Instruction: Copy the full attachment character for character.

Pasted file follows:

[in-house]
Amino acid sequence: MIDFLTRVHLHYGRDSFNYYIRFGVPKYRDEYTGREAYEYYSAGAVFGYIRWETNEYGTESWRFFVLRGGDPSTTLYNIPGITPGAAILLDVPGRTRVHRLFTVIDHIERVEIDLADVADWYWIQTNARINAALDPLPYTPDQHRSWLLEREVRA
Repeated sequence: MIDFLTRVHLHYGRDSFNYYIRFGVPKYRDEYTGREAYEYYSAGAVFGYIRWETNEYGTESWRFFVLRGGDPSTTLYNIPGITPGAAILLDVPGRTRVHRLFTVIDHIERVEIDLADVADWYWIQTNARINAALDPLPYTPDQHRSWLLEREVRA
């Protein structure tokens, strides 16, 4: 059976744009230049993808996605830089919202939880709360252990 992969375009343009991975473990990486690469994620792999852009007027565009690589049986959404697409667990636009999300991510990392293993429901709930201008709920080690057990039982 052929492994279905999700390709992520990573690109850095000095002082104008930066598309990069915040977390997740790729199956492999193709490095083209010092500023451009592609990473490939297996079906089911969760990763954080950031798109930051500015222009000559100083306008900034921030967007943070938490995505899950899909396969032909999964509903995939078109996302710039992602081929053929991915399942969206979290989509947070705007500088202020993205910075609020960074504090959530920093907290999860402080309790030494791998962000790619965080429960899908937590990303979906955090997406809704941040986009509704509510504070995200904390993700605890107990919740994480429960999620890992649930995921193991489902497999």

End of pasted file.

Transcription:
[in-house]
Amino acid sequence: MIDFLTRVHLHYGRDSFNYYIRFGVPKYRDEYTGREAYEYYSAGAVFGYIRWETNEYGTESWRFFVLRGGDPSTTLYNIPGITPGAAILLDVPGRTRVHRLFTVIDHIERVEIDLADVADWYWIQTNARINAALDPLPYTPDQHRSWLLEREVRA
Repeated sequence: MIDFLTRVHLHYGRDSFNYYIRFGVPKYRDEYTGREAYEYYSAGAVFGYIRWETNEYGTESWRFFVLRGGDPSTTLYNIPGITPGAAILLDVPGRTRVHRLFTVIDHIERVEIDLADVADWYWIQTNARINAALDPLPYTPDQHRSWLLEREVRA
């Protein structure tokens, strides 16, 4: 059976744009230049993808996605830089919202939880709360252990 992969375009343009991975473990990486690469994620792999852009007027565009690589049986959404697409667990636009999300991510990392293993429901709930201008709920080690057990039982 052929492994279905999700390709992520990573690109850095000095002082104008930066598309990069915040977390997740790729199956492999193709490095083209010092500023451009592609990473490939297996079906089911969760990763954080950031798109930051500015222009000559100083306008900034921030967007943070938490995505899950899909396969032909999964509903995939078109996302710039992602081929053929991915399942969206979290989509947070705007500088202020993205910075609020960074504090959530920093907290999860402080309790030494791998962000790619965080429960899908937590990303979906955090997406809704941040986009509704509510504070995200904390993700605890107990919740994480429960999620890992649930995921193991489902497999």